Fully Charged Recycling
Author: Jess McCallum
Each year, over 300 million household batteries are thrown away with ordinary waste, meaning a staggering 8,000 tonnes of batteries end up in landfill. As well as representing a waste of resources, throwing batteries into landfill also allows toxic materials to leak into the soil and ground water.
Many homes and businesses have a stockpile of batteries waiting to be recycled. How many do you have?
The good news is there are an increasing number of free and easily accessible recycling options for this common item.
In the absence of government legislation making battery manufacturers take responsibility for the items they produce, some retailers, like ALDI and Battery World, have taken the lead. In fact, ALDI, with the support of Planet Ark, is the first supermarket in Australia to offer a free recycling service for household batteries in every store. No fuss, no fee.
In its first year of operation the ALDI Activ Energy Battery Recycling Program collected an astonishing 28 tonnes of AA, AAA, C, D and 9 Volt batteries for recycling - a fantastic result!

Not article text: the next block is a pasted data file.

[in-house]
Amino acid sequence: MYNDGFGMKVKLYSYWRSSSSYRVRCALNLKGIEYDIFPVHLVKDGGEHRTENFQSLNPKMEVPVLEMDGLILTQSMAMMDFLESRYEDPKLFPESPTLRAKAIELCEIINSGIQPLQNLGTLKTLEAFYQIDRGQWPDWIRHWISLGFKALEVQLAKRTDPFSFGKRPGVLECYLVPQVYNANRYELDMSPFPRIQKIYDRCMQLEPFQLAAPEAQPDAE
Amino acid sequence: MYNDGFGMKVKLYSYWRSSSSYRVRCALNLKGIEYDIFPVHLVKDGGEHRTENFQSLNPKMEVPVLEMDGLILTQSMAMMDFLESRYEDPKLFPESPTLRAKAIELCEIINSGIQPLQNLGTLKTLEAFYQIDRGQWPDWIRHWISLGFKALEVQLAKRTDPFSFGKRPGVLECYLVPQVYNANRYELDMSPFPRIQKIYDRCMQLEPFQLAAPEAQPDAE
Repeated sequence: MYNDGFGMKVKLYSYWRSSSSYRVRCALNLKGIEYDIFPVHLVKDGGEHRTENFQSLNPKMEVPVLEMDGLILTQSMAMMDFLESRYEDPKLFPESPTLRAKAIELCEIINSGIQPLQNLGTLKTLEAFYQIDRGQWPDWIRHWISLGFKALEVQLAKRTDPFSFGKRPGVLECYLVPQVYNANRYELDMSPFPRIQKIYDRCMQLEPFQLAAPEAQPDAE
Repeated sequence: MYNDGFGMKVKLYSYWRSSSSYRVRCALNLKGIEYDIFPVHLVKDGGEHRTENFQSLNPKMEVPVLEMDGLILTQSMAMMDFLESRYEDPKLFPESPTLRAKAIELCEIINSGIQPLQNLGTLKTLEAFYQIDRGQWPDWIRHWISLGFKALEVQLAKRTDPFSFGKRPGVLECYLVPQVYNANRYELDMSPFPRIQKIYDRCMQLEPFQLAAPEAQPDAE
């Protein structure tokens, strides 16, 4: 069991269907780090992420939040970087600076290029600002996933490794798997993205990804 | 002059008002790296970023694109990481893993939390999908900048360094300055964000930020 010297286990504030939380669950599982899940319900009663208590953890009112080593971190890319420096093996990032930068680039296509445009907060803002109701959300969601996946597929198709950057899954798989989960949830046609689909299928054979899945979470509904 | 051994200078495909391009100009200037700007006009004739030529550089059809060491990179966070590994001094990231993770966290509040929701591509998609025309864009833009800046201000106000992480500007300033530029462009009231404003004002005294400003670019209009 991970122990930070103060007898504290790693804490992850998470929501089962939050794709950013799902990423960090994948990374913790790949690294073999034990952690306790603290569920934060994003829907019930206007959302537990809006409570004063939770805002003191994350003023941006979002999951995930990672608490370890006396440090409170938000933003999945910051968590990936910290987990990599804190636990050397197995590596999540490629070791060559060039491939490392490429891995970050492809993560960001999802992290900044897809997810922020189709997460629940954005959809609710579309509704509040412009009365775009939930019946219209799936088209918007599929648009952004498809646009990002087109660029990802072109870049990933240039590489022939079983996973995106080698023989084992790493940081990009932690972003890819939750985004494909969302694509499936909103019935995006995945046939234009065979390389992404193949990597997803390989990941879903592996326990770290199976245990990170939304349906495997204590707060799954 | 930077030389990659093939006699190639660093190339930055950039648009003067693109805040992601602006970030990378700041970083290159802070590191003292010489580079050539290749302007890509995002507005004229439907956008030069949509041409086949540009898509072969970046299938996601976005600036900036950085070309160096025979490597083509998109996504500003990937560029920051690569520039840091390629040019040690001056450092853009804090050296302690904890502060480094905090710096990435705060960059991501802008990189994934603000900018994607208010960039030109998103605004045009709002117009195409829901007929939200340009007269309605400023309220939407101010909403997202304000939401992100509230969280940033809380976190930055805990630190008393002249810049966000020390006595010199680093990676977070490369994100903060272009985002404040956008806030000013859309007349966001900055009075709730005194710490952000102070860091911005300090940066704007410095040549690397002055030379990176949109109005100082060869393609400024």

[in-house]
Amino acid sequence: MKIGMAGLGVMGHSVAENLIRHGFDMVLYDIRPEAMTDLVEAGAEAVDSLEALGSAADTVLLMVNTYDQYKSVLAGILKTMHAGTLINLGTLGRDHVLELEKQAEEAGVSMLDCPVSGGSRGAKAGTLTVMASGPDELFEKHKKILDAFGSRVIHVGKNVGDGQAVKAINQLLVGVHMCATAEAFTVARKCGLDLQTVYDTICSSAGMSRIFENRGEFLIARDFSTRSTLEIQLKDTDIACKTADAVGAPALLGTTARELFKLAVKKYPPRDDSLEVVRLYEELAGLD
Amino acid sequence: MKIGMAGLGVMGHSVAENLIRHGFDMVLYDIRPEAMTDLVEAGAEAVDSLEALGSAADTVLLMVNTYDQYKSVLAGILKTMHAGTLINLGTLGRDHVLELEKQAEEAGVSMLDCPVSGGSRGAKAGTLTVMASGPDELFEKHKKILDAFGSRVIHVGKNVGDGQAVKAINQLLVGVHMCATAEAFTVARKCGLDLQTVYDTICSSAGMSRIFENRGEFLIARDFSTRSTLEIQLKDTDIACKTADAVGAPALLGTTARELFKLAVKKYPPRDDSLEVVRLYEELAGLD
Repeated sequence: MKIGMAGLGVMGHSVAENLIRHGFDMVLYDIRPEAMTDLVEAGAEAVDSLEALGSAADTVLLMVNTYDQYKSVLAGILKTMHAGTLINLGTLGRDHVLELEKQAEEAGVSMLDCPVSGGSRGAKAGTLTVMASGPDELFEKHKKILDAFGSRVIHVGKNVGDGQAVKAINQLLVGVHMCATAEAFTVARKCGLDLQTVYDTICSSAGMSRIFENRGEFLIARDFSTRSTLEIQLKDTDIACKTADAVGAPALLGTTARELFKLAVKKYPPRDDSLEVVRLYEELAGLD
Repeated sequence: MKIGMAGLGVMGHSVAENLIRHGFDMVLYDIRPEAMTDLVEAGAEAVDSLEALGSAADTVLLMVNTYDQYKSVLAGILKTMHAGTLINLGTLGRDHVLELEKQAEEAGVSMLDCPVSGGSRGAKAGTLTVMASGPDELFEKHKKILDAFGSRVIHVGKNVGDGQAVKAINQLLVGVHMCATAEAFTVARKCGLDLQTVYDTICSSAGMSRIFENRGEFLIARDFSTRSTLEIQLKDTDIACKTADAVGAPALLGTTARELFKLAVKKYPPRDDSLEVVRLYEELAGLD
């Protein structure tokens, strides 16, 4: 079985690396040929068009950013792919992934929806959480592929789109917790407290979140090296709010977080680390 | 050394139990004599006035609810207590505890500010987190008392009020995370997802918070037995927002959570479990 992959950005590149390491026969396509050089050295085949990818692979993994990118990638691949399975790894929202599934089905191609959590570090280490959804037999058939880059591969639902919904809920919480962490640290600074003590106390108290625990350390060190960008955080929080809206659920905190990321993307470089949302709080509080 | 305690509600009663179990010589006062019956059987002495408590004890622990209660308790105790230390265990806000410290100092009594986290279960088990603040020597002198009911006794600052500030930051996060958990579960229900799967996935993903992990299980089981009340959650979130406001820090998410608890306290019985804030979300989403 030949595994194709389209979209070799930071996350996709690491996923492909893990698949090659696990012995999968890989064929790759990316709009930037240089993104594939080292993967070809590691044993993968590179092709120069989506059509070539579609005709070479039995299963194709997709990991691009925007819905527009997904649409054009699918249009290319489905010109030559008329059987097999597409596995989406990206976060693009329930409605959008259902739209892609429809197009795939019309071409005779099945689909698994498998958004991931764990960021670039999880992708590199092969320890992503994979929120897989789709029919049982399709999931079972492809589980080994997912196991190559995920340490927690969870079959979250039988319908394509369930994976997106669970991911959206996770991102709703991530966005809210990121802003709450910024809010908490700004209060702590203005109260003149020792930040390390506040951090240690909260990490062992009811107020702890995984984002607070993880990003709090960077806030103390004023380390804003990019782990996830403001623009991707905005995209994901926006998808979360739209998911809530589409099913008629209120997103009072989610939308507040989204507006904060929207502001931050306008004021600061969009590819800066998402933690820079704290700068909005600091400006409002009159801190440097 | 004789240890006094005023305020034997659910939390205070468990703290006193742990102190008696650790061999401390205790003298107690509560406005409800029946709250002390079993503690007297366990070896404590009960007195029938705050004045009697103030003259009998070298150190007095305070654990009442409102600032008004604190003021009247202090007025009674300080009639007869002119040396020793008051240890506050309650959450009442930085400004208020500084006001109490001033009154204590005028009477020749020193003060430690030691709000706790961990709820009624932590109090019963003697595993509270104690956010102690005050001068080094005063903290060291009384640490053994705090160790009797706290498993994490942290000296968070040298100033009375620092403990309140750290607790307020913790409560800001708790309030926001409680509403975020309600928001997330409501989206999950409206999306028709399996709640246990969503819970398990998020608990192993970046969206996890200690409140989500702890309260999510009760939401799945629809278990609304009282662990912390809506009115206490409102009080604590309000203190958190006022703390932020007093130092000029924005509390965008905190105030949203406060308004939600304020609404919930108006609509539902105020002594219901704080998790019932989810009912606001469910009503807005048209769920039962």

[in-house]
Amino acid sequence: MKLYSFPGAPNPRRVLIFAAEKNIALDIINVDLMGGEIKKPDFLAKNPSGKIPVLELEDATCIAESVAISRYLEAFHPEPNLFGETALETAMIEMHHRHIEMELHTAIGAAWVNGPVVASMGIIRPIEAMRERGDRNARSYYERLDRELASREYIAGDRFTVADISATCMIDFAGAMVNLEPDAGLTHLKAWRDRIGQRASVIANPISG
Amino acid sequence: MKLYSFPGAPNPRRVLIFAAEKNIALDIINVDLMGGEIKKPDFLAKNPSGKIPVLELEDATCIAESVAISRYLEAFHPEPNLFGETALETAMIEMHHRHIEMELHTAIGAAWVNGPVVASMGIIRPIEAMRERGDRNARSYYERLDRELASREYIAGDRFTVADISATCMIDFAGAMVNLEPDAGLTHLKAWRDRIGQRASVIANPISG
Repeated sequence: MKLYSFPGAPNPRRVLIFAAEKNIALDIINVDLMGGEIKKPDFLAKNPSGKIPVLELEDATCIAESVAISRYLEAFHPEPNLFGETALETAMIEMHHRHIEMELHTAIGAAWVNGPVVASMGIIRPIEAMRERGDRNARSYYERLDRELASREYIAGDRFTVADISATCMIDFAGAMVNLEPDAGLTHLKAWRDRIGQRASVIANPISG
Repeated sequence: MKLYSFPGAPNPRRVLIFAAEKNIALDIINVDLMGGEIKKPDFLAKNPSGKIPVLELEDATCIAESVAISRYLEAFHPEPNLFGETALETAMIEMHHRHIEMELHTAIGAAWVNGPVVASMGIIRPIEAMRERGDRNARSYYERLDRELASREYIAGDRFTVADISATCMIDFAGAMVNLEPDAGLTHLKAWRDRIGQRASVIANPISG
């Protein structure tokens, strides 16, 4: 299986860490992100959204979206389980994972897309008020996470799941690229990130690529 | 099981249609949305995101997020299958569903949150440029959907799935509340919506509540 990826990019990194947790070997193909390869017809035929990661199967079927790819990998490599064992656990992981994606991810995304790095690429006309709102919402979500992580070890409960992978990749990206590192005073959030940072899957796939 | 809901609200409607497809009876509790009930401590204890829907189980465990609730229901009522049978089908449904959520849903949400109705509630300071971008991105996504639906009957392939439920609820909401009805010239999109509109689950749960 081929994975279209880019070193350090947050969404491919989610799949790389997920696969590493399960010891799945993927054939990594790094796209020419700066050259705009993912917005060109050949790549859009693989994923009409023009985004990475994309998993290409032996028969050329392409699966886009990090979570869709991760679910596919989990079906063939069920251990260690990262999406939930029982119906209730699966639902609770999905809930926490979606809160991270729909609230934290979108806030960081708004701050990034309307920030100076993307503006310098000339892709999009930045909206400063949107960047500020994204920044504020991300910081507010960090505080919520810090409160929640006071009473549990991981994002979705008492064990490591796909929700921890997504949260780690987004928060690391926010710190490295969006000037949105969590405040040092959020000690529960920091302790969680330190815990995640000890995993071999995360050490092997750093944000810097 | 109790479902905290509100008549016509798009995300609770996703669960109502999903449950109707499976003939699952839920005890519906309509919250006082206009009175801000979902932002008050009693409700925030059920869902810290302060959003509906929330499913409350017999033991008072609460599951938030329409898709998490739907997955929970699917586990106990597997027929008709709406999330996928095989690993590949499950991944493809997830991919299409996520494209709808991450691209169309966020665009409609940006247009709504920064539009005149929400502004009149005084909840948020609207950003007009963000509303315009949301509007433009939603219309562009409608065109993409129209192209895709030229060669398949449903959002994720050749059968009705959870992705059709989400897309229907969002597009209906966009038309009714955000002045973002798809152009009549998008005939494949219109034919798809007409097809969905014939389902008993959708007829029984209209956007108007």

Battery World stores accept a wide range of batteries for recycling including those from mobile phones, computers, handheld games, remote controls, cars and boats, and power tools. The Melbourne-based Batteryback program also accepts a wide variety of battery types. Increasingly, councils are providing collection points for their residents.
To find local recycling options visit the battery page on Planet Ark's RecyclingNearYou.com.au
Of course the best way to reduce battery waste is to use rechargeables. Rechargeable technology makes batteries much better for the environment and for your wallet.
For programs like these to be successful in reducing waste they need to become well known. Sharing this article with your friends, family and colleagues is one way you can contribute to a better environment.